Gilmore calls for women's Tour de France

Rochelle Gilmore has called for the introduction of a female version of the Tour de France. The Australian believes that a race run in parallel with the men’s event would help the growth of women’s cycling.

Gilmore recently announced the formation of the DTPC Honda Pro Cycling team and signed Joanna Rowsell, Laura Trott, Danielle and double world champion Giorgia Bronzini. Bradley Wiggins also backed the team through his Wiggo Foundation, having stated in the summer that he was willing to back a women’s team.

Gilmore, the current Commonwealth Games road champion, told the BBC "It is my dream to see a women's Tour de France run in conjunction with the men's Tour.”

"It would not be for the full three weeks - two weeks would be great - and I'm thinking of half-stages, but on the same day and same roads.
"We could do the last 120km of each stage, and finish an hour before the men come in. I think it could work perfectly.

"It's probably not going to happen but it would be the answer to a lot of the problems facing women's cycling."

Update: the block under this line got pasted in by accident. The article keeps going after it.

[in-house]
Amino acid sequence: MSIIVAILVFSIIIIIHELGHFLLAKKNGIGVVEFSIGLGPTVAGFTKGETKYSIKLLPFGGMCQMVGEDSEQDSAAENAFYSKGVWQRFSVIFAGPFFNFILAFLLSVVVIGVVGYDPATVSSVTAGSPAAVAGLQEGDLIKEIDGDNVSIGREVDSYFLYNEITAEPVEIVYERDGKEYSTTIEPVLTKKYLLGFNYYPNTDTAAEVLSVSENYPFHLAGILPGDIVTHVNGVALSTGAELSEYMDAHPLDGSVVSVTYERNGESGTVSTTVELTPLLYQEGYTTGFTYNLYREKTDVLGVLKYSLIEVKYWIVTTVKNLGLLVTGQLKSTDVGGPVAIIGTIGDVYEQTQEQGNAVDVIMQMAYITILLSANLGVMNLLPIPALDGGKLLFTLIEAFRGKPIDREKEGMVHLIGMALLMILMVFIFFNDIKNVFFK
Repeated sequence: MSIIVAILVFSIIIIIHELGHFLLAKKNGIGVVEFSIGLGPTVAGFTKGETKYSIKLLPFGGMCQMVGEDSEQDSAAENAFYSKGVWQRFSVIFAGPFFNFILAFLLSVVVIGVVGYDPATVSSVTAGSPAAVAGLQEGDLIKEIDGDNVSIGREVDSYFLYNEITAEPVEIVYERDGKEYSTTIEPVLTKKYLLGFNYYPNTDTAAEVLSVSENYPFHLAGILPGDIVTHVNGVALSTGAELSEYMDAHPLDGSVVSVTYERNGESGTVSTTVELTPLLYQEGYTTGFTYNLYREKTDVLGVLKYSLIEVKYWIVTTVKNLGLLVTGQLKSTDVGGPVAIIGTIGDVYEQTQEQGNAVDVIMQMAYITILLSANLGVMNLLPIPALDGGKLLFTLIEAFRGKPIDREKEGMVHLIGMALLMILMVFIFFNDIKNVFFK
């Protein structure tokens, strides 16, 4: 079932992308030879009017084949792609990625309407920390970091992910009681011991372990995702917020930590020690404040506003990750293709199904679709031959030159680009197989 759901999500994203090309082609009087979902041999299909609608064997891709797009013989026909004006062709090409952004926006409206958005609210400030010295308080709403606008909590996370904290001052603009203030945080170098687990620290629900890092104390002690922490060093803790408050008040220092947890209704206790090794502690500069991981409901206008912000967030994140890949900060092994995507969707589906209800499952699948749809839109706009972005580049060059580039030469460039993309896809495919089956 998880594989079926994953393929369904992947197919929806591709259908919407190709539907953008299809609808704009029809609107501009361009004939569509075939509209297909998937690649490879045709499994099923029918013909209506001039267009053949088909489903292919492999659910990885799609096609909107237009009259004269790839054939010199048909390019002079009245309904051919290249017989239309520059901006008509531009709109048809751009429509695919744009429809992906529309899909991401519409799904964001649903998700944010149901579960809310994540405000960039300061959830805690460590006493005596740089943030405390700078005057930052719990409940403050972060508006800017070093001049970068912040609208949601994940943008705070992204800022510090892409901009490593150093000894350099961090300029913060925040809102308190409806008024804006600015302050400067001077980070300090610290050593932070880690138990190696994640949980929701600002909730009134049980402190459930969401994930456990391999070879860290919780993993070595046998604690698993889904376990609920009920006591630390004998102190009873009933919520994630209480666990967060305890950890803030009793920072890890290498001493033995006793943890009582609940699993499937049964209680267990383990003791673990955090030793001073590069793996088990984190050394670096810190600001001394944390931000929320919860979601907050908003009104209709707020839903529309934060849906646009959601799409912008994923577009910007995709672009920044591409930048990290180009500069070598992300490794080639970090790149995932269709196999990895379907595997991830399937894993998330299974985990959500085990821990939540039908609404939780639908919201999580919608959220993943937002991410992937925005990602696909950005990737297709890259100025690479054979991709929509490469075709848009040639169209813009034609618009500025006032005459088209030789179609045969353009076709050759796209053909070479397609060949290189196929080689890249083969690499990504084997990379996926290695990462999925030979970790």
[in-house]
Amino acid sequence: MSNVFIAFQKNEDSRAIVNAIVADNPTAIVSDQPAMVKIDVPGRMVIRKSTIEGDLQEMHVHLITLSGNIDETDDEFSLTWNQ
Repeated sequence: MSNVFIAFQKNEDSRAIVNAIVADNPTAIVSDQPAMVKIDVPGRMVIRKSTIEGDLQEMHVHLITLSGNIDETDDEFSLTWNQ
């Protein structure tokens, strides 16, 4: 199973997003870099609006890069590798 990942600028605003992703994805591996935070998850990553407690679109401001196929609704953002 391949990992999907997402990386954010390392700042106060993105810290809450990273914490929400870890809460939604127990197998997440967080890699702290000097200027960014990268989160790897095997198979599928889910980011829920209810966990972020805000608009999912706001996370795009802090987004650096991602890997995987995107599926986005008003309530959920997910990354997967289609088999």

In recent years women’s cycling has struggled to grow with a number of setbacks stemming its progress. The lack of television exposure has harmed the potential for sponsors to come on board, while the shrinking European calendar has also been a factor. A number of high profile teams have also folded, with the AA team being the most recent example.

The lack of television support is often cited as the most frustrating stumbling block by members of the women’s peloton. For example, the Tour of Flanders, holds a women’s race on the same day as the men’s classic but despite a similar route no coverage is devoted to the women’s race.

There have been some success stories though, with the Specialized Lululemon and GreenEdge teams creating stabalised structures and support. However without further UCI support, financial and administrative backing women’s cycling will continue to struggle.

"I think the UCI could work faster, but I also know it takes time," Gilmore also told the BBC, before adding that the sport’s governing body are only one piece in the jigsaw.

"But it's not only the responsibility of the UCI to develop women's cycling, it's also down to people like me who are managing women's teams to do it properly. People involved in women's cycling shouldn't just sit back and wait for the UCI to do it: we all need to make an effort."


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